Sunday, August 9, 2009

More on Frost

It looked like it was going to be another frosty night but the clouds came over and a frost didn't eventuate. The first two photos are from yesterday morning and illustrate the difference between a mulched bed and bare earth when it comes to frost. The play area is covered with a thick layer of tanbark and so is always covered with a heavy layer of frost (first photo). The log in the second photo defines the limit of the tanbark and shows bare earth to its right before giving way to lawn. Note the bare earth has no frost on it at all. The theory is (I think) that bare soil is a darker colour and absorbs more heat during the day thereby making it less susceptible to frost. This is good for plants helping them to maintain some growth with slightly warmer soil. I know of some gardeners who remove the mulch layer from their garden beds every autumn and replace it in late spring for this very reason. I think this amount of effort may only be worth it for marginally frost hardy plants. I think there is also a difference between bare soil being compacted and fluffed up - I think the fluffed up one gets more frost on it - probably because of all the little air pockets in the soil.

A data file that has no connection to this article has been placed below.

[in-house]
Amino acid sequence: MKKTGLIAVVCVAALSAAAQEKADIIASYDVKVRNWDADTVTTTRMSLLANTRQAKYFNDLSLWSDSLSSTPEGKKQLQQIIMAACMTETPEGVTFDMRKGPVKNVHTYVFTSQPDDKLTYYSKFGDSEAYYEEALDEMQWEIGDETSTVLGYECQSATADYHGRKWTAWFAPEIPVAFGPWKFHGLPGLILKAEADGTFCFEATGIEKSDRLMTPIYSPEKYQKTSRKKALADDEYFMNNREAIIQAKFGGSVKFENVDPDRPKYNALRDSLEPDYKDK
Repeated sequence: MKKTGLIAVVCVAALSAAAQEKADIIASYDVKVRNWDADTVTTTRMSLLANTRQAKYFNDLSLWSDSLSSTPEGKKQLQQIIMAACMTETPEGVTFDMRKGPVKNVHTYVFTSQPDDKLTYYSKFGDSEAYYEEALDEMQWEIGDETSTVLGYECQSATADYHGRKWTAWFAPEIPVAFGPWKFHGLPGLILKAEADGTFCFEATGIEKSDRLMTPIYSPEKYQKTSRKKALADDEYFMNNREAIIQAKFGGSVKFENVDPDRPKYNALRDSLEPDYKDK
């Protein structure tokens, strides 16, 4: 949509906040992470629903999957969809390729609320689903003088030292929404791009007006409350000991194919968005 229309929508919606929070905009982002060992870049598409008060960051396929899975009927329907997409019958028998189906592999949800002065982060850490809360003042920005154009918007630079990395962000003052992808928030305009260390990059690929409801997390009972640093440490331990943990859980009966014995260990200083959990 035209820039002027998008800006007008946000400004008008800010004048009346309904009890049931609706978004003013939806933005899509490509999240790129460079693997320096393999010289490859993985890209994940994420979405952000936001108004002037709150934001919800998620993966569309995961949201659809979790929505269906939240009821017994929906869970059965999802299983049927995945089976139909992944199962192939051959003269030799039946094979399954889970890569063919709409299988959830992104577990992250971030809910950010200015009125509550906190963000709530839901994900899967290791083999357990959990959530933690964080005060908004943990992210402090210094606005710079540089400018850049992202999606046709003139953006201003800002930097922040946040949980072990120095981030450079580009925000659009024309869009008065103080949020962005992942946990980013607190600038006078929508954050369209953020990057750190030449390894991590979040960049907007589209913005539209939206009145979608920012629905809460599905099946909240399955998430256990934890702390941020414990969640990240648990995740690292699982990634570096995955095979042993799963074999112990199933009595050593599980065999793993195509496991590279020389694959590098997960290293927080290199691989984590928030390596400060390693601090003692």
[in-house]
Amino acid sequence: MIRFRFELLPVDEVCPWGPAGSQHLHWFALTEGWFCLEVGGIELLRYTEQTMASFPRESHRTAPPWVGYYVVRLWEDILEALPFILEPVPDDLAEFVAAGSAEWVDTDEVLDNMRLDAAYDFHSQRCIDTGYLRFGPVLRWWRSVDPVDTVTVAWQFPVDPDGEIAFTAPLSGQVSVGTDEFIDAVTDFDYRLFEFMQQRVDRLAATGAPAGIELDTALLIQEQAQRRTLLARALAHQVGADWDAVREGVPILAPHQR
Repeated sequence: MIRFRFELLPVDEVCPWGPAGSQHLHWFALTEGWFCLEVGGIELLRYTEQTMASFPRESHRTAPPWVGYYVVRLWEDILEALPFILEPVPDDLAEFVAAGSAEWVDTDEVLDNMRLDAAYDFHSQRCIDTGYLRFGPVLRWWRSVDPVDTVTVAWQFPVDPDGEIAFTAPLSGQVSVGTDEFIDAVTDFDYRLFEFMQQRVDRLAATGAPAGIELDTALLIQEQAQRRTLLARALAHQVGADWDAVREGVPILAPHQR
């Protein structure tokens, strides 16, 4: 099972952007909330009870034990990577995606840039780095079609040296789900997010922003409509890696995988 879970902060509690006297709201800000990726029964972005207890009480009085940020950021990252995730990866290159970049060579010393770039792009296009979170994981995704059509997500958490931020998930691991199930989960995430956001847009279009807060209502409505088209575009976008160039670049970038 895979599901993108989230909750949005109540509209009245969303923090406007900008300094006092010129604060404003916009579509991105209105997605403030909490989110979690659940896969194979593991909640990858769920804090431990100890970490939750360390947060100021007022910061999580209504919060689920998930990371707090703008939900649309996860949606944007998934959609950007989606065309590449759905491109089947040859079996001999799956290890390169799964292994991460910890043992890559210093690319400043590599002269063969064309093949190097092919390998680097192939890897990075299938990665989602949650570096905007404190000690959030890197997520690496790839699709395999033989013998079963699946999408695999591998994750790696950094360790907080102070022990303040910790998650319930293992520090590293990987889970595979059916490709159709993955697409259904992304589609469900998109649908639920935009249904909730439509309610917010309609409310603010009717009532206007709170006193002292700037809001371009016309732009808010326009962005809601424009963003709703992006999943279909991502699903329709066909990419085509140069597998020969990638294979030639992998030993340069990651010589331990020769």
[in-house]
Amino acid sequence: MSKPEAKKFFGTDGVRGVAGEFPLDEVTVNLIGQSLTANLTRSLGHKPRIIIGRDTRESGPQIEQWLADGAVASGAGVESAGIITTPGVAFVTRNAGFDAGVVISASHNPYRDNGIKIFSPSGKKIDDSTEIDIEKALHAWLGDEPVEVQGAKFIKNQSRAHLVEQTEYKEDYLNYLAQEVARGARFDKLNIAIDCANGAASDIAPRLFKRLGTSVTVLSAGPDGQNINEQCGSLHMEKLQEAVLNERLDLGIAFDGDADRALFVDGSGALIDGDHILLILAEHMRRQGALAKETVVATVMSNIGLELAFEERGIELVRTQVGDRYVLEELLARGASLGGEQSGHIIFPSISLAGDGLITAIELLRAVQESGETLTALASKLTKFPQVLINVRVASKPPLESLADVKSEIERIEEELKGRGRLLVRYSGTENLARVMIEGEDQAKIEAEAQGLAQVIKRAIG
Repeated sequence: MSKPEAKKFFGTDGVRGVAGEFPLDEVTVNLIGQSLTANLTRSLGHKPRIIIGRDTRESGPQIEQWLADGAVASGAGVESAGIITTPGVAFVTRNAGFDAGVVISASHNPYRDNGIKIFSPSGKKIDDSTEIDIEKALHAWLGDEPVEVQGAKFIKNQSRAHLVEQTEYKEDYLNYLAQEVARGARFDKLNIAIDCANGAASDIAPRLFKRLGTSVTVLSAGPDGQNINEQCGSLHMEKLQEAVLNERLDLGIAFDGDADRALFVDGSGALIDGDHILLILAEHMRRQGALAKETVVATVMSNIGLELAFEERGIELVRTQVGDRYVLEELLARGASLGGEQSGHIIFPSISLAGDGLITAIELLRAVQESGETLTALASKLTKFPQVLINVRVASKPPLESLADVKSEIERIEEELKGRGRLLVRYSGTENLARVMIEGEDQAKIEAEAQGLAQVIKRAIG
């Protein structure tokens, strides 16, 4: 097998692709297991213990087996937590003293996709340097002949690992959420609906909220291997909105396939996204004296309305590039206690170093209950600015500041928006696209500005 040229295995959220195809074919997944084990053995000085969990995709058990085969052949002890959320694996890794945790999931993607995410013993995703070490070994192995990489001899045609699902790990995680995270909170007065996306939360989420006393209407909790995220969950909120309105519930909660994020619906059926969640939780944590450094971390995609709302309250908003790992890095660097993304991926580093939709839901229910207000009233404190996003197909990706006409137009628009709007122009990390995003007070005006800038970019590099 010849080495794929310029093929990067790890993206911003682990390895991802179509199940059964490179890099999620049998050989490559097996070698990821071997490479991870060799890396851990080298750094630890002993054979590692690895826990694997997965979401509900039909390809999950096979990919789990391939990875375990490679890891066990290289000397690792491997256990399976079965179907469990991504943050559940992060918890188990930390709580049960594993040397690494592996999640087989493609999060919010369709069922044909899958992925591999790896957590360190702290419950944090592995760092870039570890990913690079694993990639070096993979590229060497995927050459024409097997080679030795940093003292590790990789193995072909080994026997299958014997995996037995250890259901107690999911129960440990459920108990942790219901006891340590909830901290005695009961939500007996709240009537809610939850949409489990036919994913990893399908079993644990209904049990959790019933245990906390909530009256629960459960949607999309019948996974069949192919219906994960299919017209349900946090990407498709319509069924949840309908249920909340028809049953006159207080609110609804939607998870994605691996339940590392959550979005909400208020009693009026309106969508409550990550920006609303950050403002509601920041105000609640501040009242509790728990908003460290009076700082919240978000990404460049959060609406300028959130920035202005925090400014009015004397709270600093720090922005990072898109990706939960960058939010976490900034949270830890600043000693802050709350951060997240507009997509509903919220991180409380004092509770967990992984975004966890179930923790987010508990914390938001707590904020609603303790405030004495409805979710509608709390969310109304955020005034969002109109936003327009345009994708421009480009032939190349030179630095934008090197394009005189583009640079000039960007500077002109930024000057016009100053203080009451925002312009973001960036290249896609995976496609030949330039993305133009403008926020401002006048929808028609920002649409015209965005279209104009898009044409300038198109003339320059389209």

I checked my Prostanthera magnifica again today. Its tips are still nodding but not as badly as yesterday (third photo) and the leaves look ok. I hope it will be allright because it will be coming into flower soon and as its name suggests, it has magnificent flowers!

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